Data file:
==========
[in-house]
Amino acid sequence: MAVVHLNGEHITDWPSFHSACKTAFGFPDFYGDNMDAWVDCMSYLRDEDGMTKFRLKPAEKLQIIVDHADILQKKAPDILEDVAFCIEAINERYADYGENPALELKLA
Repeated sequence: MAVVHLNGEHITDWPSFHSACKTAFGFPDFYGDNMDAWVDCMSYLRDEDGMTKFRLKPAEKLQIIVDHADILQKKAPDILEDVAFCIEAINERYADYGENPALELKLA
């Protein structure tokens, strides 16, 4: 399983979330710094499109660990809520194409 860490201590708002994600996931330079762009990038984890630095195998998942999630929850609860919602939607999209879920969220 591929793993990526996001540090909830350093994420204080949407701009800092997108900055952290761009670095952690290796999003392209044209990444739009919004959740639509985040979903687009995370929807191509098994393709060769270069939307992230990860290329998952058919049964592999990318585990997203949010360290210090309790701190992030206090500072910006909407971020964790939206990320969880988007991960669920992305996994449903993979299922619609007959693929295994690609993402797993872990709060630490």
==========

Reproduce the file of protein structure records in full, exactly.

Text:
[in-house]
Amino acid sequence: MAVVHLNGEHITDWPSFHSACKTAFGFPDFYGDNMDAWVDCMSYLRDEDGMTKFRLKPAEKLQIIVDHADILQKKAPDILEDVAFCIEAINERYADYGENPALELKLA
Repeated sequence: MAVVHLNGEHITDWPSFHSACKTAFGFPDFYGDNMDAWVDCMSYLRDEDGMTKFRLKPAEKLQIIVDHADILQKKAPDILEDVAFCIEAINERYADYGENPALELKLA
């Protein structure tokens, strides 16, 4: 399983979330710094499109660990809520194409 860490201590708002994600996931330079762009990038984890630095195998998942999630929850609860919602939607999209879920969220 591929793993990526996001540090909830350093994420204080949407701009800092997108900055952290761009670095952690290796999003392209044209990444739009919004959740639509985040979903687009995370929807191509098994393709060769270069939307992230990860290329998952058919049964592999990318585990997203949010360290210090309790701190992030206090500072910006909407971020964790939206990320969880988007991960669920992305996994449903993979299922619609007959693929295994690609993402797993872990709060630490």